I don’t want a heaven with limits.

I see Heaven as this big, expansive place with room for everyone. This place where our imperfections and differences are not disqualifying, but holy. If I am wrong, and if the path I’m on right now is the one that leads to this Almost Heaven instead, I’m OK with that.

Honestly, I’m much more afraid of empty chairs in this life. It is crushing to think of seats that should be filled with people I love, but they’re gone. Maybe by the tragedy of life cut short. or by their own choice. Either way they are not at the table with us. Surrounding oneself with conditional love is soul-crushing, after all. They left because a life inside rigid rules and coerced conformity isn’t really much of a life. Maybe they left because we sent them away. Maybe they realized that there is a whole world out there full of people who are ready to love and listen and celebrate every part of them.

Maybe empty chairs and almost heavens don’t have to be Gods’ will.

What if there is more than one test of this life? Perhaps, like Eve, we are presented with conflicting directives. The first, to be obedient to the commandments. The second, to love and love and love until our hearts are bursting with so much compassion for humanity we can barely breathe. If we cannot possibly do both all the time, how do we choose?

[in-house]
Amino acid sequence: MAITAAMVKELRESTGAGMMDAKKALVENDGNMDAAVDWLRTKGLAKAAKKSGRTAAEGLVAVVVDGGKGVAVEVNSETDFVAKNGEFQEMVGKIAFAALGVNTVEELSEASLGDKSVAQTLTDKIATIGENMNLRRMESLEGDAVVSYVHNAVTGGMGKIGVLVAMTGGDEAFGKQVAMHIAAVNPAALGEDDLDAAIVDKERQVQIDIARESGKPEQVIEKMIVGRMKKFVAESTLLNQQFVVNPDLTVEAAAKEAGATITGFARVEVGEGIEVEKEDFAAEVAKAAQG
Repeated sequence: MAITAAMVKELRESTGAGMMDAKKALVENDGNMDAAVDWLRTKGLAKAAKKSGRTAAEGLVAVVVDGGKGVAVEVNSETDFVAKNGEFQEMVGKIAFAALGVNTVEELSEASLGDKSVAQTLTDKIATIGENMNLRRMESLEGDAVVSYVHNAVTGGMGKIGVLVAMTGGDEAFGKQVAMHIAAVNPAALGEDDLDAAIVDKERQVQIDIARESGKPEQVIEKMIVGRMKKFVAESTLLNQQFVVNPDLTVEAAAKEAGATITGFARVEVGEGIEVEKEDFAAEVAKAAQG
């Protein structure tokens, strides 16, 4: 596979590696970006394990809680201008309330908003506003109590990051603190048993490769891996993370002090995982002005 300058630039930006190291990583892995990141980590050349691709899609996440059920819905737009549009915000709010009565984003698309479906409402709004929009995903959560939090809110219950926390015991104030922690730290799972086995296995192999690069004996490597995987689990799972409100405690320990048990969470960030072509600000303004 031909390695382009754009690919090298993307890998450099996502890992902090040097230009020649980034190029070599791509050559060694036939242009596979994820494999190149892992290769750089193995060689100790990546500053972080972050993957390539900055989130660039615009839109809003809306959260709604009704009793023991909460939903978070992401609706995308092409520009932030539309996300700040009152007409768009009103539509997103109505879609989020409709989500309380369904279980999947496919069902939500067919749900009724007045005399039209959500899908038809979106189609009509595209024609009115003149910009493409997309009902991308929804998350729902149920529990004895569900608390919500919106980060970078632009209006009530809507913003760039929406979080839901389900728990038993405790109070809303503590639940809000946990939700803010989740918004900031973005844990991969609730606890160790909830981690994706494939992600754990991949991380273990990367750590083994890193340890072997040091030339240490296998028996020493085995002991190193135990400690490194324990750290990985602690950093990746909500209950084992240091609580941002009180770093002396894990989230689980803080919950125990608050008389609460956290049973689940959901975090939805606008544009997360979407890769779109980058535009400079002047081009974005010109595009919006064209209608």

As for me and my heart, I am going to love. I am going to ask hard questions. I am going to speak up for kindness and fairness. I will look to the world with wonder and pray to have a heart filled to the brim with empathy for my fellow man. That’s what God has asked of me and that’s what feels right in my bones.

I have chairs to fill in this life too. Not those hard, folding metal chairs from the cultural hall, either. Cozy ones, by a fire, with blankets.

As long as Almost Heaven has fuzzy blankets, I think we’ll be just fine.

Vandalia is a mountain child who approaches the world with a sense of cautious curiosity. The only thing she believes for sure is that food should be the 6th love language.


  1. Jesus Christ descends through all our imperfections. I do not believe in the notion of empty chairs. I do know that in the Bible and the Book of Mormon, sin is sin, but who are to judge. Only Heavenly Father and Jesus Christ can do that in the mean time, we can love everyone like the Savior unconditionally. This is the Lord’s work not ours. As we strive to keep the commandments and the Holy Ghost guides to who we need to minister too, and know at that very hour what we should say. My children do not believe or come to church but I choose to see that they are very special beautiful children of Heavenly Father, who knows them better then I. I love them unconditionally and do not judge them. You seem to have the most loving soul so that is what matters, its ok to love how you love that is how we should, you have a gift to see the rainbows, the beauty, I am sure that is how Heavenly sees the world too.